A New Survey Measure of Disability: the Disability Screening Questions (DSQ)
Information identified as archived is provided for reference, research or recordkeeping purposes. It is not subject to the Government of Canada Web Standards and has not been altered or updated since it was archived. Please "contact us" to request a format other than those available.
- Main page
- 1. Context
- 2. Measuring disability at Statistics Canada
- 3. Developing the DSQ
- 4. The new DSQ
- 5. Severity score
- 6. The short DSQ
- 7. Current and future uses of the DSQ
- 8. Comparing the DSQ with other health measures
- 9. Recent developments
- 10. Conclusion
- More Information
- PDF version
The DSQ is the first instrument to measure disability based on the social model while at the same time taking into account activity limitations in the identification of disability. As a result, the DSQ yields prevalence rates that are not directly comparable with previously released estimates for Canada or other countries. It may take some time for users to become familiar with the DSQ concepts and definitions.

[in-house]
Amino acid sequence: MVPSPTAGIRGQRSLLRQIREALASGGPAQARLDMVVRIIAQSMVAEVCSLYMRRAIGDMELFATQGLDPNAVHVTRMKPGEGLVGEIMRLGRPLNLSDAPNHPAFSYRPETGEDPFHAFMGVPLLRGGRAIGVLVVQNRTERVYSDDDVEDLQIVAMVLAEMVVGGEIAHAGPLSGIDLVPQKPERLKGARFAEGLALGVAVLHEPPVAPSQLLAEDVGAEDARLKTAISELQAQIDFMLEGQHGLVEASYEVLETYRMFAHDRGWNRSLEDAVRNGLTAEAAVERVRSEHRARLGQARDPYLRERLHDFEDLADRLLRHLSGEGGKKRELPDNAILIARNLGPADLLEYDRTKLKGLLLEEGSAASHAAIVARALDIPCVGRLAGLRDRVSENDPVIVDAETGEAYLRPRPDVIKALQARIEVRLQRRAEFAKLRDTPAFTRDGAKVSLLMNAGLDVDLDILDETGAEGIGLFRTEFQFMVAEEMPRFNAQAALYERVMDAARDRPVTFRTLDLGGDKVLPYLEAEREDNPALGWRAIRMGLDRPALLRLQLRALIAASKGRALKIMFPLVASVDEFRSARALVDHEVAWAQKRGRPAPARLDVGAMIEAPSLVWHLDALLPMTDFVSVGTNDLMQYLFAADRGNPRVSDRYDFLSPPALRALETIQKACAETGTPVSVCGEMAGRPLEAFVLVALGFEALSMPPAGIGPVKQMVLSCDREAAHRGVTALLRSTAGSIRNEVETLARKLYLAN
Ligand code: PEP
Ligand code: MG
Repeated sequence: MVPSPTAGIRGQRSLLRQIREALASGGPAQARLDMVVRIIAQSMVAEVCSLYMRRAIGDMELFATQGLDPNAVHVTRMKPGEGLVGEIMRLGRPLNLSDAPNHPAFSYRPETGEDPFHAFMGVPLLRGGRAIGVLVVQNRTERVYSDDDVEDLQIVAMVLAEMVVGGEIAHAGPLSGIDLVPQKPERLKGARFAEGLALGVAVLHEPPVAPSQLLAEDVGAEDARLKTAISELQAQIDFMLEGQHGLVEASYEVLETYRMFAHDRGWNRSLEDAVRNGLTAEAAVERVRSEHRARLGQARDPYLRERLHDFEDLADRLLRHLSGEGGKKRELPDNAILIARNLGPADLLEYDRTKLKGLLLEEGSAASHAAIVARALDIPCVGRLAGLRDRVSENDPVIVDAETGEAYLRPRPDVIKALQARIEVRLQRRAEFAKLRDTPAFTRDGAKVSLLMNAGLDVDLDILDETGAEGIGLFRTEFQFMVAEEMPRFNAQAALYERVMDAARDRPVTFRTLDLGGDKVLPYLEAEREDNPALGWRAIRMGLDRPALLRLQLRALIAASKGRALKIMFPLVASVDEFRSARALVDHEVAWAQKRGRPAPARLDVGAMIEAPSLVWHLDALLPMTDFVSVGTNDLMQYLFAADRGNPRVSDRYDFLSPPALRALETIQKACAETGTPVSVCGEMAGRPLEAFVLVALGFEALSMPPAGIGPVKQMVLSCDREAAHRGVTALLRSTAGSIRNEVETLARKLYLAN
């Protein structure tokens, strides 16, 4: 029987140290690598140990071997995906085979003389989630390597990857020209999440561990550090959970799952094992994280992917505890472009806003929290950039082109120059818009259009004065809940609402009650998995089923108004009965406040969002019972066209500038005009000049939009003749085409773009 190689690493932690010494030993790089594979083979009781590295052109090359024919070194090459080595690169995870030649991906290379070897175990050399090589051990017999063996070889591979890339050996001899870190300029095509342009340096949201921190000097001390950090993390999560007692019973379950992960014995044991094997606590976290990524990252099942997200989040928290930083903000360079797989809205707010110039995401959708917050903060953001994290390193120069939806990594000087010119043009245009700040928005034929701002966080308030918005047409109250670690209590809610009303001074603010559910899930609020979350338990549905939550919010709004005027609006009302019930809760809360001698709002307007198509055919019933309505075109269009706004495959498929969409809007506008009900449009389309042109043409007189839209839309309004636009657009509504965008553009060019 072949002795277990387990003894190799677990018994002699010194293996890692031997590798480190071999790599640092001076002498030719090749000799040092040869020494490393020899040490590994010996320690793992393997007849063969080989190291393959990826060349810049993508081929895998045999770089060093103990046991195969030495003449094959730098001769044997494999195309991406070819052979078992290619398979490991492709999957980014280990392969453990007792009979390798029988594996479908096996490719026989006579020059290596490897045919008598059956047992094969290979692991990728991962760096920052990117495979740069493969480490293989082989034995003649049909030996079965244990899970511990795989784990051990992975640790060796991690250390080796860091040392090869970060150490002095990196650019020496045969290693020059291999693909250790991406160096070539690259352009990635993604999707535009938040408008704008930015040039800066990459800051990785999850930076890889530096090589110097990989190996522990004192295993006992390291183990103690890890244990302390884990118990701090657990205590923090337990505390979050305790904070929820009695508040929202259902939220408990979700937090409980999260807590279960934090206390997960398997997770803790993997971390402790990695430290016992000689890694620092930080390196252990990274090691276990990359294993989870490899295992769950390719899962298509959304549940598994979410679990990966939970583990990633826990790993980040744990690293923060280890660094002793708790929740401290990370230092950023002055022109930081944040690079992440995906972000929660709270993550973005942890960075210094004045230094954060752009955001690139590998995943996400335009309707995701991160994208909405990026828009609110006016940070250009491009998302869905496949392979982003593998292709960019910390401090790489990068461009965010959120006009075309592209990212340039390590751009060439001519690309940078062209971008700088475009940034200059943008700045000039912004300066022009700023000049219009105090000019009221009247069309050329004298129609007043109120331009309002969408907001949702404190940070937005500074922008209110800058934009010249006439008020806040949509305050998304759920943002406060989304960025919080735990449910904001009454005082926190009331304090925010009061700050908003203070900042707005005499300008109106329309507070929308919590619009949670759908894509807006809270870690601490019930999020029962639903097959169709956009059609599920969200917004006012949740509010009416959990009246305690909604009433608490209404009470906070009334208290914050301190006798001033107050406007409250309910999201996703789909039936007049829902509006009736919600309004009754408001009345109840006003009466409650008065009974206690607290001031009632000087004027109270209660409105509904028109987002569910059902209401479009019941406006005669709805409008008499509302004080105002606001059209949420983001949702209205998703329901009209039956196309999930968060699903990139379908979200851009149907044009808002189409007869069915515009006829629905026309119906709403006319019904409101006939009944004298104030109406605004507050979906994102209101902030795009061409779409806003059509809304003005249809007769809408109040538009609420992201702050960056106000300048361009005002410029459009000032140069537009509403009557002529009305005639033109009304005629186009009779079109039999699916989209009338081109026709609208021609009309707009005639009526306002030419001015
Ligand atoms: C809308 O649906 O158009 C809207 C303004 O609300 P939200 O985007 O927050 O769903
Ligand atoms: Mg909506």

The DSQ can also, although they were not created for that purpose, produce a measure of functional health—estimates of the prevalence of difficulties related to vision, hearing, mobility, flexibility, dexterity, pain, learning, memory, mental health, and development. But most importantly, it can determine how many people are limited in their daily activities owing to these difficulties or health problems. These are people who face barriers and may not have the help they need to fully participate in society.
Inclusion of the DSQ on general population surveys, as well as on the Canadian Survey on Disability, will make more frequent and thorough analyses possible and will shed light on the situation of people with a disability, particularly, those whose daily activities are limited.